Another challenge is related to perception: Wash Cycle has specifically designed its business model around a sustainable delivery system. Again, this decision was made not only to benefit the environment, but also to strengthen the company’s bottom line. Yet many potential clients see the use of bicycles and assume that Wash Cycle cannot be a credible contractor. Despite Wash Cycle’s large institutional clients and proven track record, this perception still exists.
Lessons Learned: In a recent interview, Manujando stressed the importance of building relationships with partners who really understand one another. The ability to lean on one another has been critical; Wash Cycle Laundry cannot – and does not want to – tackle workforce development issues on its own. Instead, the company has built a strong team of nonprofit partners which has created a streamlined service delivery system. Manujando suggests being very specific and intentional about with whom to partner and ensuring that those relationships work well.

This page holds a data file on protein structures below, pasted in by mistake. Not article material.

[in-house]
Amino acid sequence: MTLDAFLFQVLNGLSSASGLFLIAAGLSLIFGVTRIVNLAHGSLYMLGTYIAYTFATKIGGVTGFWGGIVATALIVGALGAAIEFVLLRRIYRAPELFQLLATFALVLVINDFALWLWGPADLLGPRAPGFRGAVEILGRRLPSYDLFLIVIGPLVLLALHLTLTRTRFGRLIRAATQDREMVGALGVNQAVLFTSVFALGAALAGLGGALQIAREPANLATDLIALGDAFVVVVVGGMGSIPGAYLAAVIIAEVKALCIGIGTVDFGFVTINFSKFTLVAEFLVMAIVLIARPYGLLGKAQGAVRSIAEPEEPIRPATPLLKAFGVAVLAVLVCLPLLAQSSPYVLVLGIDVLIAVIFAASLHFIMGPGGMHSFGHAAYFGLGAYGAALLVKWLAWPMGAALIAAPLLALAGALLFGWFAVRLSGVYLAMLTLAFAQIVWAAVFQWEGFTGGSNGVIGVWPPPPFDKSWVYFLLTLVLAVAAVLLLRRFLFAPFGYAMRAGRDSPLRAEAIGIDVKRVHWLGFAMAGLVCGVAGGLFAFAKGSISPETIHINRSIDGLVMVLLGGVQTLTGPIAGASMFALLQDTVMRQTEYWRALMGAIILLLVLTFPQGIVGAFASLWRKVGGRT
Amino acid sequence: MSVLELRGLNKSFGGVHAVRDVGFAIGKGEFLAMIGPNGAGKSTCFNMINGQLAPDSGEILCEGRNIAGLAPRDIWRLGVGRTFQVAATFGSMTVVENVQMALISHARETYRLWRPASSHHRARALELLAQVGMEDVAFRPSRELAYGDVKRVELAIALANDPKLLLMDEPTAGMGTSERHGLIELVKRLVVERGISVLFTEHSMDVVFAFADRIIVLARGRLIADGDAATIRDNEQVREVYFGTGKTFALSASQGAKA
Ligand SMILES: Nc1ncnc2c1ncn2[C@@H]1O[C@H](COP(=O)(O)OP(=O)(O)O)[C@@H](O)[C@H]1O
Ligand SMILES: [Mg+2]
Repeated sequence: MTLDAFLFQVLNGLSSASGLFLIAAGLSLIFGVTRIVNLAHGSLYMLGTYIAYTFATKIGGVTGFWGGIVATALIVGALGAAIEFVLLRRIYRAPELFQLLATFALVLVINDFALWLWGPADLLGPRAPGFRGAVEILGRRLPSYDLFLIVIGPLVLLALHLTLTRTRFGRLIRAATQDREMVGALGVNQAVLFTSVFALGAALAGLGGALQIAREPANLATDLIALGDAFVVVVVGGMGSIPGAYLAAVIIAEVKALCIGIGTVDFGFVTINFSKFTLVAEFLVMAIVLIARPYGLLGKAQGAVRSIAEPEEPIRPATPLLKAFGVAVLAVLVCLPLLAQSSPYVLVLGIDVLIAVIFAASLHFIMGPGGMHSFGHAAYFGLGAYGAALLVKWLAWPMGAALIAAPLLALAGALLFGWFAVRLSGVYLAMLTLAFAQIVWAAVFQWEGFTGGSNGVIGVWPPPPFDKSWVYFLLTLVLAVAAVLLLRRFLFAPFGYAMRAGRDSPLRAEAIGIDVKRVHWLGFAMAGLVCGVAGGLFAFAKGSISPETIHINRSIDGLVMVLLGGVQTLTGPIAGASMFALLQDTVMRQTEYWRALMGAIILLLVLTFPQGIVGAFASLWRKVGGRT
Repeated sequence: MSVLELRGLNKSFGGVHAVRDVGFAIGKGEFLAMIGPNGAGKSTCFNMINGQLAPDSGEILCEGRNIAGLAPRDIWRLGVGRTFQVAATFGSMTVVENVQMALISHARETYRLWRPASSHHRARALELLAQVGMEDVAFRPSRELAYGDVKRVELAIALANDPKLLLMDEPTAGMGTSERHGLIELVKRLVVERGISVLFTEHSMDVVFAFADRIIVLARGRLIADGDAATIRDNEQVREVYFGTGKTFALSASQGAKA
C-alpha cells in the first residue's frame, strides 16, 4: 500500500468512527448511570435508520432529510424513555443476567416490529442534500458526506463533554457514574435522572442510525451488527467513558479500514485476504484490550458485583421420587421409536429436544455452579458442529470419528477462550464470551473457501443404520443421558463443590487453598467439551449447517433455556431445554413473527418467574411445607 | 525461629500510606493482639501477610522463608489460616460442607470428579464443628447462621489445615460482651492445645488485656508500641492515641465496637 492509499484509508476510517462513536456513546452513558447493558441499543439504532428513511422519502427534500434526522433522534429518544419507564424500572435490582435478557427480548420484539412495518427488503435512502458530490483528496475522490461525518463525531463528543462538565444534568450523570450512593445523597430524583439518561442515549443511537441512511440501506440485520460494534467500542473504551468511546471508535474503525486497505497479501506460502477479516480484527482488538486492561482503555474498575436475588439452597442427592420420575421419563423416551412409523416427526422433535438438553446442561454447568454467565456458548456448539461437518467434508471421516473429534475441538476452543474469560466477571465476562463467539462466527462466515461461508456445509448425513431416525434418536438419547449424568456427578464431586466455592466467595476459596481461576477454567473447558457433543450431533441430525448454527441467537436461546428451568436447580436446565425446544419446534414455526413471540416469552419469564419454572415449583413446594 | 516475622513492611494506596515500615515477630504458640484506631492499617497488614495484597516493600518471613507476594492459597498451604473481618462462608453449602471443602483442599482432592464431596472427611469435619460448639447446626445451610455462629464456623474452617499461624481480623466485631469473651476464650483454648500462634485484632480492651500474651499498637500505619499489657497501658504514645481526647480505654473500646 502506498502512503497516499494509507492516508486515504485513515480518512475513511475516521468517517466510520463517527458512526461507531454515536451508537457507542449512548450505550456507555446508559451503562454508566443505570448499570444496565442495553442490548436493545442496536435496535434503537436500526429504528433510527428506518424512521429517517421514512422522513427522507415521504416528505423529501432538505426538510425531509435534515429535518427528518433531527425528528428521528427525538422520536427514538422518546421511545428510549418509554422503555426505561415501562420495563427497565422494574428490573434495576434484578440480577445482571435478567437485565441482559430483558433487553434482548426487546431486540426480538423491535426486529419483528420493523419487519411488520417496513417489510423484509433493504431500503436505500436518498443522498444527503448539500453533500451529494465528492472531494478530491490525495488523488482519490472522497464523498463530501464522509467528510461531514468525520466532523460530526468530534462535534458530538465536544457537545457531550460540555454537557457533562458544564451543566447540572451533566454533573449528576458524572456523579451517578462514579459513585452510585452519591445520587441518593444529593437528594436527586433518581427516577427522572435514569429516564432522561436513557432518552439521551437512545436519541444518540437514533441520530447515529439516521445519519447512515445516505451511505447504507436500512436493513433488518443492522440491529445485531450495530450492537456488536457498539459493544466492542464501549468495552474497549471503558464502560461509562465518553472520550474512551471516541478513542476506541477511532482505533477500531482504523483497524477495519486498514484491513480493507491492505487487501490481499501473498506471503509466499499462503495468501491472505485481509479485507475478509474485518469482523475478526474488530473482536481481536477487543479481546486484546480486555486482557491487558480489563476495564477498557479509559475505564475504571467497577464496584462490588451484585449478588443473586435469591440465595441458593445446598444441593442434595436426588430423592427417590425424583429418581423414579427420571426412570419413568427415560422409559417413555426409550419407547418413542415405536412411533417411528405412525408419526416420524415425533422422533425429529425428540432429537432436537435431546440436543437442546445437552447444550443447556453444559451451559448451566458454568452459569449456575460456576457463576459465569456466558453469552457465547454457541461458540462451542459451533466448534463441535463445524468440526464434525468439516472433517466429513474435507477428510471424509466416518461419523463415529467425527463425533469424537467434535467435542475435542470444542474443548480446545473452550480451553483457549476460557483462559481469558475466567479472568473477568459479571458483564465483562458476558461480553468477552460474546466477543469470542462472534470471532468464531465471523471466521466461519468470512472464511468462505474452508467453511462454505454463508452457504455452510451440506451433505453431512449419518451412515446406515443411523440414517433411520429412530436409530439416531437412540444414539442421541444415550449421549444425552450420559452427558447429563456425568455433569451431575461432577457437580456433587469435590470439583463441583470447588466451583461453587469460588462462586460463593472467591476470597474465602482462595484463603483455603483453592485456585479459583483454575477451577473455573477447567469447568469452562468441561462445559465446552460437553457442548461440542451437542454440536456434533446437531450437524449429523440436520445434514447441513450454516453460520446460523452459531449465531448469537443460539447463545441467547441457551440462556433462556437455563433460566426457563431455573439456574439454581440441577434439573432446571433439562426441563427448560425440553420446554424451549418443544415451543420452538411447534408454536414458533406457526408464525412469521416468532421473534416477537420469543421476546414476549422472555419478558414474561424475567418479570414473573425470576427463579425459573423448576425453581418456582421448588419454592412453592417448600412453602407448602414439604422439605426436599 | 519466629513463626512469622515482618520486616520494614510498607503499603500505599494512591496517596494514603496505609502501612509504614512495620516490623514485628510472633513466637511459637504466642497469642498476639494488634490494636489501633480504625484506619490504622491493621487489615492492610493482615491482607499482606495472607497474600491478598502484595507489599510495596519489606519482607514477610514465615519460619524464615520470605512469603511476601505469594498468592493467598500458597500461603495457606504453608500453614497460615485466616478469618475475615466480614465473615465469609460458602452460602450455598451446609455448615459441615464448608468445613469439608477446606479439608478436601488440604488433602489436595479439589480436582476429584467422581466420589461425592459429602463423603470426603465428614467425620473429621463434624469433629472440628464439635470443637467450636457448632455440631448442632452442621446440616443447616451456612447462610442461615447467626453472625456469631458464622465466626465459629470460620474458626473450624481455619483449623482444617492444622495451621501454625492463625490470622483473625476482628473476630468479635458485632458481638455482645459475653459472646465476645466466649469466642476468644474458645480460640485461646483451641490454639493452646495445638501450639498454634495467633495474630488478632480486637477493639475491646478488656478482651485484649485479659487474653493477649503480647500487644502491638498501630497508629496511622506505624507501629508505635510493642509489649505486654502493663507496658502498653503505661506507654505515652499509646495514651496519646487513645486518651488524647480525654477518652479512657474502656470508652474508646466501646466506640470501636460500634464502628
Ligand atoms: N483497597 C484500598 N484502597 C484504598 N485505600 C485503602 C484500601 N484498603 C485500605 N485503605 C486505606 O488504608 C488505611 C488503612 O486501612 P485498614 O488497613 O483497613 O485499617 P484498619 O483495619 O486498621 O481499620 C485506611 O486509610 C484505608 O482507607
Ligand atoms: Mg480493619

Regarding anchor procurement (e.g., contracts with universities and hospitals), which offers significant opportunity for small businesses looking to expand and grow, Manujando notes the importance of finding an advocate within the institutions. The inner workings of the institution’s organizational chart may not be clear from the outside; having an advocate within can help the small business navigate this system and connect with the appropriate decision makers. Moreover, small businesses should avoid putting all their eggs in one anchor basket. Despite the anchor’s willingness and interest in procuring your company’s services, it could take many years to bring this to reality. When approaching anchors, Manujando said, “Plant a lot of seeds – you never know which will bloom.”
For more information, visit http://www.washcyclelaundry.com/.